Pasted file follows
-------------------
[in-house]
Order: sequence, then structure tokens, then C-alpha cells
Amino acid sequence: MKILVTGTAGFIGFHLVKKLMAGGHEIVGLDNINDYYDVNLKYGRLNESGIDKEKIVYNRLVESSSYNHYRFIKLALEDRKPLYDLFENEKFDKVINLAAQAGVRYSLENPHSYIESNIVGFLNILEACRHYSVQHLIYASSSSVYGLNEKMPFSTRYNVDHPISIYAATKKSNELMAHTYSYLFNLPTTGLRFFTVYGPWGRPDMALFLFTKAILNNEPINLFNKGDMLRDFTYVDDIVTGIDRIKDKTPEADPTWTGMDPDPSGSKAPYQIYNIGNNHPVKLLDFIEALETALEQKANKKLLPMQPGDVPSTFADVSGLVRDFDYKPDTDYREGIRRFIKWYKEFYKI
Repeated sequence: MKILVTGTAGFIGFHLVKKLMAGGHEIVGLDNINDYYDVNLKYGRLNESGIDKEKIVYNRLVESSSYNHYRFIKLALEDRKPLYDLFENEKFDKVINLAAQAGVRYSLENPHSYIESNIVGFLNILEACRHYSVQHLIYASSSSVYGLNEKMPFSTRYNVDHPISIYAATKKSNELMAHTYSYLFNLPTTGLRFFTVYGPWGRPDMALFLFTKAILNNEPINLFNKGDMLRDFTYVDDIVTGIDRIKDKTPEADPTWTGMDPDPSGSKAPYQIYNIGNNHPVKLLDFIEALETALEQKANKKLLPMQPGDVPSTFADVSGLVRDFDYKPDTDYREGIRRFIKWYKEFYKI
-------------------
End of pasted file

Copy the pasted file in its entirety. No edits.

[in-house]
Order: sequence, then structure tokens, then C-alpha cells
Amino acid sequence: MKILVTGTAGFIGFHLVKKLMAGGHEIVGLDNINDYYDVNLKYGRLNESGIDKEKIVYNRLVESSSYNHYRFIKLALEDRKPLYDLFENEKFDKVINLAAQAGVRYSLENPHSYIESNIVGFLNILEACRHYSVQHLIYASSSSVYGLNEKMPFSTRYNVDHPISIYAATKKSNELMAHTYSYLFNLPTTGLRFFTVYGPWGRPDMALFLFTKAILNNEPINLFNKGDMLRDFTYVDDIVTGIDRIKDKTPEADPTWTGMDPDPSGSKAPYQIYNIGNNHPVKLLDFIEALETALEQKANKKLLPMQPGDVPSTFADVSGLVRDFDYKPDTDYREGIRRFIKWYKEFYKI
Repeated sequence: MKILVTGTAGFIGFHLVKKLMAGGHEIVGLDNINDYYDVNLKYGRLNESGIDKEKIVYNRLVESSSYNHYRFIKLALEDRKPLYDLFENEKFDKVINLAAQAGVRYSLENPHSYIESNIVGFLNILEACRHYSVQHLIYASSSSVYGLNEKMPFSTRYNVDHPISIYAATKKSNELMAHTYSYLFNLPTTGLRFFTVYGPWGRPDMALFLFTKAILNNEPINLFNKGDMLRDFTYVDDIVTGIDRIKDKTPEADPTWTGMDPDPSGSKAPYQIYNIGNNHPVKLLDFIEALETALEQKANKKLLPMQPGDVPSTFADVSGLVRDFDYKPDTDYREGIRRFIKWYKEFYKI